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Cyber Security & UX : How to balance security and ease of use.

Image credit © by Getty Image, Cropped hand of woman using mobile device with Two-Factor Authentication (2FA) security while logging in securely to her laptop. Privacy protection, internet and mobile security.
Cybersecurity is no longer a new issue for all companies and organizations using computer systems. At the same time, user experience (UX) has also become a key element of a system’s success. Unfortunately, these two objectives do not always go hand in hand. In fact, protecting something can make its use more difficult, and making the interface more user-friendly can make the system less secure.

It is important to understand the challenges when trying to balance cybersecurity and UX. On the other hand, users need to be able to interact with the system intuitively and effortlessly. Besides, it is also important to protect your system from external threats such as phishing attacks, malware and hacking attempts.

Double factor authentication is a perfect example, it allows on the one hand to secure an authentication by requesting a code by SMS to avoid any fraudulent connection. However, this can be complicated for users who need to verify their identity every time they log in and result in a less fluid user experience and cause users to disable this two-factor authentication. The same applies to passwords, which always require more complex settings and even an automatic expiration every six months.

The biggest challenge is finding the balance between safety and ease of use. At NT Agency FZ-LLC, our developers have come up with solutions that make the user interface intuitive while increasing security. This involves rethinking how users interact with systems and finding ways to make security more transparent.

Image credit © by Getty Image, Over the shoulder view of young woman using mobile device with Two-Factor Authentication (2FA) security while logging in securely to her laptop. Privacy protection, internet and mobile security.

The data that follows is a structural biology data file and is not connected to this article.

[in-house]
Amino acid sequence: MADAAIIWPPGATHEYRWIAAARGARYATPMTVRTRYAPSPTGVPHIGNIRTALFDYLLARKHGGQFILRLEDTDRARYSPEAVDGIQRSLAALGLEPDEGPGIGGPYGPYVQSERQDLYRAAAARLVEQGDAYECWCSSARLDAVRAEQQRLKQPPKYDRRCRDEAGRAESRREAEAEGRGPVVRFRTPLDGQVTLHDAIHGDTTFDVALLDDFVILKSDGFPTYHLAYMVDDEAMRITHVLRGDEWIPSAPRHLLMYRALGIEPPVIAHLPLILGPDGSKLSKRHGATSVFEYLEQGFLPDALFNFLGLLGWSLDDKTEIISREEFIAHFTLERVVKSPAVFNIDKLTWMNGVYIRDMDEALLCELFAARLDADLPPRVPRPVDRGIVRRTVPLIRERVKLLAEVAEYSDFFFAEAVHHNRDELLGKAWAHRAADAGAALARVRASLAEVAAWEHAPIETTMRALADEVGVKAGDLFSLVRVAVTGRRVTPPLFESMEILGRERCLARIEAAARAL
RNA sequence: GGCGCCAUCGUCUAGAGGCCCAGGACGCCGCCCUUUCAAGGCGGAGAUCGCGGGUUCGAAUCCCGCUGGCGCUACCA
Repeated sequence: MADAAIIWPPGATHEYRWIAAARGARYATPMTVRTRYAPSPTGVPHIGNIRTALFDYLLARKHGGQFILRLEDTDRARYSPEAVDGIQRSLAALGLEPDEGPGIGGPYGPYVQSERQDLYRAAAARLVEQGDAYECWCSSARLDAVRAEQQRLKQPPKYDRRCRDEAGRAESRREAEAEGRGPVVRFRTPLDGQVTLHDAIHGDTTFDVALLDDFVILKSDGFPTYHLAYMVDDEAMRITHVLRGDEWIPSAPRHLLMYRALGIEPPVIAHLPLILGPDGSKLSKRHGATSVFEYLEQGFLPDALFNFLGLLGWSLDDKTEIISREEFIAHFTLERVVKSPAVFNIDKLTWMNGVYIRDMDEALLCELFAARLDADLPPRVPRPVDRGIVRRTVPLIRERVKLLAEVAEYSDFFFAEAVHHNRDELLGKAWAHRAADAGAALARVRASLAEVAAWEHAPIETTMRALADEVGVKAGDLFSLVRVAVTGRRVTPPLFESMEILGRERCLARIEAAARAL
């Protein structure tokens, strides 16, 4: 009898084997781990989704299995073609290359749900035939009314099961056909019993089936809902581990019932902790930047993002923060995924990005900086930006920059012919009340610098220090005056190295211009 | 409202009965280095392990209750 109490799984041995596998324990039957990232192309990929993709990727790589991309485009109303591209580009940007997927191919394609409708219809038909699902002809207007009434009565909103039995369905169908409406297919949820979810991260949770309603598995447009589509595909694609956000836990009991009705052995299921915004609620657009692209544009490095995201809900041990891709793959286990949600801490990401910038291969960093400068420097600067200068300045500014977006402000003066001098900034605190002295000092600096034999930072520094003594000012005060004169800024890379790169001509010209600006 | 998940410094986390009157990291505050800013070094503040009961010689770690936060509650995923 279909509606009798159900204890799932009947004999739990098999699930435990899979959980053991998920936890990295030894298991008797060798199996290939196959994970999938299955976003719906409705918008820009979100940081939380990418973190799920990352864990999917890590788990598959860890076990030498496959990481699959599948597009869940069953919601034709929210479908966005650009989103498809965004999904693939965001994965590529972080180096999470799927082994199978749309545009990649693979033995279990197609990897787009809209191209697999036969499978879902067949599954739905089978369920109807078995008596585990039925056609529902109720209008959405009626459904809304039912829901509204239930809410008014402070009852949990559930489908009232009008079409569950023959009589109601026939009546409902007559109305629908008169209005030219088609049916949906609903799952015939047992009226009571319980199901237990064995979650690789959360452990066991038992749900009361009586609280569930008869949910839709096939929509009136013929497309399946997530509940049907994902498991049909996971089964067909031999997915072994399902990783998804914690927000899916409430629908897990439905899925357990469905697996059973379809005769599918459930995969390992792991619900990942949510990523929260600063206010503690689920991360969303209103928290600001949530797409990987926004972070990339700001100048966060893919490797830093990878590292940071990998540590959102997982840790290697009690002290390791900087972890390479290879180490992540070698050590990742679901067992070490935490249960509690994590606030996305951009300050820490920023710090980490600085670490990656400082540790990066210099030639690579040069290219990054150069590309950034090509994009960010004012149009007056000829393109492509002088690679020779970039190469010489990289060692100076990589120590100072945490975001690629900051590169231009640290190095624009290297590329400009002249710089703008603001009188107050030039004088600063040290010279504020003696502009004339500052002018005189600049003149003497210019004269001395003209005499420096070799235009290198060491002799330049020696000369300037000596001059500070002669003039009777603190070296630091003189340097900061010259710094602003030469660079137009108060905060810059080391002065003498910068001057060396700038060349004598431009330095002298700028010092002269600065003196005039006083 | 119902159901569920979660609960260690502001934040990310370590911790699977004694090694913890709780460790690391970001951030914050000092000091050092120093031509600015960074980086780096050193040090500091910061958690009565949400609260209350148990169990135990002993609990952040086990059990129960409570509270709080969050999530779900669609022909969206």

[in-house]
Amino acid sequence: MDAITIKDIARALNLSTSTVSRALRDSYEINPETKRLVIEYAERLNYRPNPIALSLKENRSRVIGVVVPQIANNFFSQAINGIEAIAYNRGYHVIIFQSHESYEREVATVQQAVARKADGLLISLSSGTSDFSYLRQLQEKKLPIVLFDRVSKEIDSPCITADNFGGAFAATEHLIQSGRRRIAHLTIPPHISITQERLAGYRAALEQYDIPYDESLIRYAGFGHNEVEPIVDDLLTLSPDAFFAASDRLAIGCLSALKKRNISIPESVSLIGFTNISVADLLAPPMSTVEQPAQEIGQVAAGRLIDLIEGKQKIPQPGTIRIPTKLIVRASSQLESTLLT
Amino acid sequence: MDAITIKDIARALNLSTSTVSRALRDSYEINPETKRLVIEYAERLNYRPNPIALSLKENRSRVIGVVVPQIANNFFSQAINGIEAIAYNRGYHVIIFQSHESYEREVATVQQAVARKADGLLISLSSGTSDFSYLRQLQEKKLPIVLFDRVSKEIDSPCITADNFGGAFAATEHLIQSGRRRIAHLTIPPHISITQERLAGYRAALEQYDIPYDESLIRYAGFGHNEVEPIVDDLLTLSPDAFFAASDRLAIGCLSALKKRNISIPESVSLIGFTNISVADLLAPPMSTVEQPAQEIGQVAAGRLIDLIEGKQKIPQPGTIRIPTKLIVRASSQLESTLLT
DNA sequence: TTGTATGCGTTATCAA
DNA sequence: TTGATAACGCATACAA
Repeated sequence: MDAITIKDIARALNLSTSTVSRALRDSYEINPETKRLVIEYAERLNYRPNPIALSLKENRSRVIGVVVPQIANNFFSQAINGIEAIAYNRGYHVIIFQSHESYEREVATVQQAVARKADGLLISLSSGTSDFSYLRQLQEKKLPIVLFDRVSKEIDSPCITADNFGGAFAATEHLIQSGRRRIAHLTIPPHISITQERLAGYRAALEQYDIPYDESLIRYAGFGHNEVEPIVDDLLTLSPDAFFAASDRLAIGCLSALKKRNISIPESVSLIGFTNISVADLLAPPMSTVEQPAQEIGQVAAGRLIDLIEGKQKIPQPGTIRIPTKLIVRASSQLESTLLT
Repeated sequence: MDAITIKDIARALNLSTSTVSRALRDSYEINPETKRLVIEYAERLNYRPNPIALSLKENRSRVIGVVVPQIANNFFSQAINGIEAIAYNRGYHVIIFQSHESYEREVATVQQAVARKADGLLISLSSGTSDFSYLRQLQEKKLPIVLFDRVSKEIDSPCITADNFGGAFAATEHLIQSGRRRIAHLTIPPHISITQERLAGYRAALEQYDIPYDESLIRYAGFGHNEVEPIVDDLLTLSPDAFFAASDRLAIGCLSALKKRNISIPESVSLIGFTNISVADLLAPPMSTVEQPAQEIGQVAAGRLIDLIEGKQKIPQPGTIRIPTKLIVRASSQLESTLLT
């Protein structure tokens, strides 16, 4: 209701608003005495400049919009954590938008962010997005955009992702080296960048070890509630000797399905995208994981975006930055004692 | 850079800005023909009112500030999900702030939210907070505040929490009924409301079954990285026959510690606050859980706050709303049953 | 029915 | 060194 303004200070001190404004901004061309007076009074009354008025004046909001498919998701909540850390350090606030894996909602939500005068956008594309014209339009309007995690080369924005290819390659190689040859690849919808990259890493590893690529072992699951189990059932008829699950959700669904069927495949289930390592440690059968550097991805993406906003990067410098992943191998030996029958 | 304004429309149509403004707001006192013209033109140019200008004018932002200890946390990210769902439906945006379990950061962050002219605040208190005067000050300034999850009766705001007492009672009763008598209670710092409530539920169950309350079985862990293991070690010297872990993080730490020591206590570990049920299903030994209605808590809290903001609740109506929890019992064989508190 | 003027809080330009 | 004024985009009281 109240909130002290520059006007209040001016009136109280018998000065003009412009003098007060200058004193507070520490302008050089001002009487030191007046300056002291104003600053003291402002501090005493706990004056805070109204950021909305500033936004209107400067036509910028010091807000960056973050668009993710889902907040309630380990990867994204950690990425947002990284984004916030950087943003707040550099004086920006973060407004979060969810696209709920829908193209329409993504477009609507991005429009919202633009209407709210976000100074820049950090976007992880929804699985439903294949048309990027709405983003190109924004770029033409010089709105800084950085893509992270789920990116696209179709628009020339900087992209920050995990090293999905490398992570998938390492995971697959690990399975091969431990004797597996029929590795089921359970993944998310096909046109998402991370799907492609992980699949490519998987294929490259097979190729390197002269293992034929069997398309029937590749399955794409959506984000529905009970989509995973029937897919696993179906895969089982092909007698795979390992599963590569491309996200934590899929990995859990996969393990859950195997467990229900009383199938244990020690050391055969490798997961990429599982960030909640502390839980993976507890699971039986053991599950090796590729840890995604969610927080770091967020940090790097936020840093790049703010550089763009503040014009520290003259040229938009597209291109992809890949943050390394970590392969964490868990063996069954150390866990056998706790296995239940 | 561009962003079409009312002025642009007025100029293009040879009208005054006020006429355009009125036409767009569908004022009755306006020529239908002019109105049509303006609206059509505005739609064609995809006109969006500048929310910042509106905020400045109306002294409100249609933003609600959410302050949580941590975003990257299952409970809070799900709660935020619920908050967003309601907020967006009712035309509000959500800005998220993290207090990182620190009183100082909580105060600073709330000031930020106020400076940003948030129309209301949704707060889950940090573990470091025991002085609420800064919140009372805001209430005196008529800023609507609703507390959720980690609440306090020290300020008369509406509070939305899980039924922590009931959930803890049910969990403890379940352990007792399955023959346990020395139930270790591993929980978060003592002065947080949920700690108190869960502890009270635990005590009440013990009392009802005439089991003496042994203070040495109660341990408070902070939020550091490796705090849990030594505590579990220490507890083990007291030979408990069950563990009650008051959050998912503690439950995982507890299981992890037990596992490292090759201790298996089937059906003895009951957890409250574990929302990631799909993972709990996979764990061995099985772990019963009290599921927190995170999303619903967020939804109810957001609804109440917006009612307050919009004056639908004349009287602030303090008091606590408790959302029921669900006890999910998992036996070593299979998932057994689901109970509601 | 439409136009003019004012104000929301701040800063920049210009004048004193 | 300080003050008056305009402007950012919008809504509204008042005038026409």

Three approaches to reconcile cybersecurity and UX

Approach 1: User Centric Design

One of the most effective ways to balance cybersecurity and UX is to take a “user-centric” design approach. This means that our developers need to understand the needs of users and the problems they encounter when using a computer system. And with this in mind, they design user interfaces that meet needs while ensuring security.

Image credit © by Getty Image, CAPTCHA Icons. Web Site Protection. Person Verification. I'm Not A Robot Buttons.

Approach 2: Transparent Security

Another approach is to use invisible security technologies. Invisible technologies are those that work in the background without the user needing to manage or understand them. For example, Google’s recaptcha technology makes it possible to secure a web form against robots without asking the user to click on a captcha.

For these technologies to work properly, it is also important to educate users about security and inform them of potential risks. Users need to understand potential threats and how to protect themselves from them. Therefore, our developers provide clear instructions and recommendations for safe use of the system.

Image credit © by Getty Image, Locks on Blue Networks.

Approach 3: security by design

Finally, security testing is an integral part of the development process. Security by design refers to the consideration of security by default at the beginning of a system’s design. Our developers regularly test systems to detect security breaches and fix them before they are exploited by cybercriminals. This naturally requires advanced cybersecurity knowledge, so our developers benefit from cybersecurity training to improve their skills and design more secure systems.

In summary, cybersecurity and UX are two important goals for modern IT systems. These two objectives are not always compatible, but they can be achieved through various complementary approaches. Our developers understand that security cannot be sacrificed for a better user experience, but that it is also possible to make security transparent and easy to use. It is important to note that security should not be seen as an additional cost or legal obligation, but as an investment in a company’s reputation, confidentiality and customer loyalty. Companies that invest in security not only avoid the financial and legal consequences of security breaches, but also strengthen their brand image and market position.


brand image security breaches cybercriminals
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